Reply to
Putyourspamhere
PS when the back cover is off there is going to be a relocker that blocks the mechanism from unlocking you will have to manually disengage it once you have the wheels lined up to retract the bolt. Once again if you are mechanically inclined then you should easily see how it works if you aren't then don't try it.
Reply to
Putyourspamhere
Ottawa Canada
Hi Matt:
Unfortunately the best and quickest way to get the stuff you put into the safe out of it and the combination figured out is to look in the Yellow Pages under Locksmiths or Safes, sales and service and have a qualified safeman open the safe one way or another and examine the lock, locking bars and the safe generally, for wear tear and parts that may need replacing as they are ready to fail if you look at them the wrong way.
He can also tell you the security level of the safe, e.g. TRTL 15, TXTL 60 or whatever it was rated by Underwriters Laboratories, the organization that advises insurance companies what the maximum time delay to get into the safe is, using a torch, tools and in some cases high explosives!
Your safe may be adequate for storing firearms or you may want to just get your stuff out of it and buy a brand new or fully rreconditioned safe of adequate size for your arsenal and valuables.
Be sure to write the combination down before you forget it! Having the combination will help the safeman get the safe open as it could be you are dialling the combination wrong, have a number off a bit or in the worst case, the lock has a mechanical failure rendering it unopenable without the tools, torch and know-how of an experienced sfeman.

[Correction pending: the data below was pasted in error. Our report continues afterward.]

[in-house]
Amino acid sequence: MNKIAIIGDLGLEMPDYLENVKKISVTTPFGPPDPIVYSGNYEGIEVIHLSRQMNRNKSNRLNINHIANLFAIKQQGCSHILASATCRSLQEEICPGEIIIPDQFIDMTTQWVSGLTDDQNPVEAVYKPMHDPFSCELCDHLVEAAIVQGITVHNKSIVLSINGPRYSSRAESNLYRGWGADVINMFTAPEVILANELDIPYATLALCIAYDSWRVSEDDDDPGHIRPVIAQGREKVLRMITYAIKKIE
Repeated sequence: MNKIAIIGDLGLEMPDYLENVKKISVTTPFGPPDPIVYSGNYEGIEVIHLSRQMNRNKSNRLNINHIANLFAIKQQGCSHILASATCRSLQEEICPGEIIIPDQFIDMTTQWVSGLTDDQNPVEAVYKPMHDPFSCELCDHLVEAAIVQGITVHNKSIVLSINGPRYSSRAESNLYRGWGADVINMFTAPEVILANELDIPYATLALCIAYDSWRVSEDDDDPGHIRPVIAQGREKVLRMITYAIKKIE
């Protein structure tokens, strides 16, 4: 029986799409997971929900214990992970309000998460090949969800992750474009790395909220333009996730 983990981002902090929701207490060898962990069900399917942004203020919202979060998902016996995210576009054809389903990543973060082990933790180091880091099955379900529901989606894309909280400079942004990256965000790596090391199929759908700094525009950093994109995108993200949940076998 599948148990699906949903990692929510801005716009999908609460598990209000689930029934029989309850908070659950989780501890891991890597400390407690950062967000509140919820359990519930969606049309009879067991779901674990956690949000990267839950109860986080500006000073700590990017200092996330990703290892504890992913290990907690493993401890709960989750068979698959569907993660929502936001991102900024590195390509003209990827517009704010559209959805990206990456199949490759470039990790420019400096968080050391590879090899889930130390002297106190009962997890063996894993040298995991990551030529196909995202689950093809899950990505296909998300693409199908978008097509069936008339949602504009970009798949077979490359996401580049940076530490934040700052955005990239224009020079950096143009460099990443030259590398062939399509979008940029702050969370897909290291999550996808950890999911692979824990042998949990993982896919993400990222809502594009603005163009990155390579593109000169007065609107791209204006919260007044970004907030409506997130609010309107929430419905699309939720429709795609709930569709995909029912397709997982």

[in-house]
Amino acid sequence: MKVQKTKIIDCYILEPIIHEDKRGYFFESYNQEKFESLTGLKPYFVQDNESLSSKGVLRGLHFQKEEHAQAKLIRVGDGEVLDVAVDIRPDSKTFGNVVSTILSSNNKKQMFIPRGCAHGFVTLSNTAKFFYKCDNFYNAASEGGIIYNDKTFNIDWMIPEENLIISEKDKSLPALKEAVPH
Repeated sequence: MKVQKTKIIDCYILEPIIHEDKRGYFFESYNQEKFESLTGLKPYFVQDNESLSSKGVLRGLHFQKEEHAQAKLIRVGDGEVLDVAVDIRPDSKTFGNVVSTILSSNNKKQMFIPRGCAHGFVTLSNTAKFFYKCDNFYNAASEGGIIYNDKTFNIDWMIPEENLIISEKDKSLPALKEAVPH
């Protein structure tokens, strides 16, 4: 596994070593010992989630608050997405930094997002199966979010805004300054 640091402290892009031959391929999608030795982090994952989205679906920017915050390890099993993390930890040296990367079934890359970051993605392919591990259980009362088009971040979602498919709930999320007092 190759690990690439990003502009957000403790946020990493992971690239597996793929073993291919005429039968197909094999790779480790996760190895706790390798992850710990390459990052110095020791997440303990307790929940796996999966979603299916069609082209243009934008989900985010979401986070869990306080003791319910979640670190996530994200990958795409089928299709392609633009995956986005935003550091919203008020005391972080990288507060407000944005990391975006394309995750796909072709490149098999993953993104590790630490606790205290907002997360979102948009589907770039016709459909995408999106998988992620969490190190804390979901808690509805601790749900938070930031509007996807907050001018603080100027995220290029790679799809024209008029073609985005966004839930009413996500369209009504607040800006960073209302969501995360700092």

Good luck and in future, remember to try dialling the combination a few times BEFORE you close the door of the safe!
This advice is given by safemen to people with safes ranging from little ones to the largest of bank vaults.
Brian
( snipped-for-privacy@doma> Last weekend, I finally found a safe that was large enough to store my
Reply to
Brian K.Lingard
Reminds me of the time I was at a business. They had an old floor safe, also with a S and G lock. The guy mentioned to me that it hadn't been used in ages, cause too many people knew the combination. I asked if it worked. He said sure, slammed the door and locked it. And then he went into the blank faced look as he tried to remember the numbers.
I didn't want to tell him how badly he'd screwed up by closing the door. Lucky for him, he did remember the numbers after awhile.
Next time you buy a safe (and anyone else out there reading these words) try the combination three times at the second hand shop before you load the safe into your vehicle. With the seller standing right by you, watching you turn the dial.
Reply to
Stormin Mormon
One of the biggest dialing problems I have seen is that people in general have learned to work a combination lock by using a master padlock. Safe combo locks do not work the same way in that you do not "pass" the previous number in counting your rotations. So if it is 3 numbers say, 20-50-30 you turn the dial all the way around stopping on 20 4 times. Then turn the dial in the opposite direction and stop on 50 3 times, then turn in the opposite direction and stop on 30 twice, then turn it to between 0 and 10 or wherever the opening position is.
All else fails, and you can't find the guy you bought it from, carry it to a locksmith/safeman and with the combination in hand ask him to teach you to open it. As long as the lock hasn't failed miserably it will not cost you a prohibitive amount. Of course if it has you may be in for a few bucks.
Once it is opened, ask the locksmith to "service" the lock. This will involve completely disassembling it, replacing worn parts, and properly lubricating it before reassembling and setting your combination. It will normally including showing you how to open it, and actually watching you perform the opening process at least once before leaving.
If you mention your city and state, you may get some recommendations.
-- A
Reply to
Absinthe